Raw cornflower honey can be used as an antiseptic, particularly for wounds such as burns. Cornflower honey is a natural antibiotic and even has antiradical properties. The honey keeps wounds moist while protecting it from exterior dirt and contaminants.
Furthermore, there has been some interesting research regarding the healing properties of cornflower honey. Research has found that cornflower honey has a high hydrogen peroxide content (0.5-0.9 mM/h) and a high antibacterial activity.
In a study, cornflower honey was used as an alternative treatment of digital dermatitis, which is a disease that causes lameness in cattle. The study was conducted on an organic dairy farm and the cows’ hooves treated with cornflower honey showed significantly faster healing than the control group without any treatment.
When You Should Avoid Cornflower Honey?
If you have a very young child or infant, they should never consume any kind of raw honey, or honey products, including processed or baked goods. This is because until they reach a year of age, they are at risk for a rare and very serious complication called infant botulism.
Once children reach a year of age, their digestive systems are usually developed enough to process honey safely. If your child has a developmental or health issue that affects their digestive system, it is always safer to ask their paediatrician if it is safe for them to consume honey and/or honey products.
Cornflower Honey vs Regular Honey
Cornflower honey has a specific, tangy, sometimes slightly bitter taste and contained a high hydrogen peroxide content and antibacterial activity. Regular honey tends to be missing crucial benefits and nutritional properties of raw honey.
This is typically due to “regular” mass-produced honey being fine filtered and pasteurized, which unfortunately destroys many of the antibacterial and active elements.
Is Cornflower Honey Vegan?
The Vegan Society do not consider honey vegan, this includes cornflower honey. They believe that because some honey farmers replace honey with a sugar substitute when harvesting, it will naturally lack the essential micronutrients of honey, thus being detrimental to the honey bees.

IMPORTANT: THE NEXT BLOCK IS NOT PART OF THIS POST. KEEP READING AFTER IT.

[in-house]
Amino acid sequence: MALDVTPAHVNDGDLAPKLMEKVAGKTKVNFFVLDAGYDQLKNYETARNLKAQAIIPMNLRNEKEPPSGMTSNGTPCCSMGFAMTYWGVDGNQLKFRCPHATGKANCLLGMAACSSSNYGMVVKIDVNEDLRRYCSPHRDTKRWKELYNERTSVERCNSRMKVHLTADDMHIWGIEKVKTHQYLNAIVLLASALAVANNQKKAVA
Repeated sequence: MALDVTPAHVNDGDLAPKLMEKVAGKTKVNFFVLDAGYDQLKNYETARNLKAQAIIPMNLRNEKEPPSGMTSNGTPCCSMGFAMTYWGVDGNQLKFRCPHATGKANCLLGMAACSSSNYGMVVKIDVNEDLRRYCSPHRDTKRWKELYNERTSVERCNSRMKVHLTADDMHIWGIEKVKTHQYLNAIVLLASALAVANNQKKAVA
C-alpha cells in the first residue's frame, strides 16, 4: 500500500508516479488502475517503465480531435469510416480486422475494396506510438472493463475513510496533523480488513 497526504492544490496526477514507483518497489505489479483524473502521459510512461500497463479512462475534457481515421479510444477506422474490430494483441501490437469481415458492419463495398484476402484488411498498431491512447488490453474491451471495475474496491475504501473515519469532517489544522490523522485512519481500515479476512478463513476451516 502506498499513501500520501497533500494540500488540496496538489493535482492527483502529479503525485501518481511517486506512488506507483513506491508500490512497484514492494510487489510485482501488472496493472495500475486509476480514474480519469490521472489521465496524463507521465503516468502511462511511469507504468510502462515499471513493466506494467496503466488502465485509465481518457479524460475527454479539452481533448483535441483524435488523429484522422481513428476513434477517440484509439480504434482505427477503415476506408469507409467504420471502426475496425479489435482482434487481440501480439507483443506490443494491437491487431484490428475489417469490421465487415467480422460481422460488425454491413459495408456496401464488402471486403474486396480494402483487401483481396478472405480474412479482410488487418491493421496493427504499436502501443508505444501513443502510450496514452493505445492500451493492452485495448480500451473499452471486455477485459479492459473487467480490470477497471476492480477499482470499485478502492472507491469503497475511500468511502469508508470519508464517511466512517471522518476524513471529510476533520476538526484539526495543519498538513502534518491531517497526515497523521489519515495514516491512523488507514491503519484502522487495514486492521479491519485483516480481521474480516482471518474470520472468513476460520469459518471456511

Furthermore, they believe that in conventional beekeeping, honey bees are specifically bred to increase productivity. Which they believe leads to a narrowing of the population gene pool and increases susceptibility to disease and large scale die-offs.
They also believe that many honey farmers will cull their hives post-harvest and clip the queen bee’s wings to stop them from leaving to start a new colony. Thus the Vegan Society does not consider honey vegan. That, of course, doesn’t stop some vegans arguing its fine if they source their honey from reliable sources that do not practice the above.
Is Cornflower Honey Expensive?
Cornflower honey is not particularly rare and is usually the same price as other raw local kinds of honey. That being said, unless you find a local supplier, finding it online can be somewhat difficult to obtain at times.
What Is Cornflower Honey Used For?
Cornflower honey is most commonly used as a sweetener for food and beverages or consumed on its own. You can also use cornflower honey as an antiseptic, or for multiple cosmetic applications.
People use cornflower honey as a hair mask, in face masks, and even on pimples/acne for its antibacterial and anti-inflammatory properties.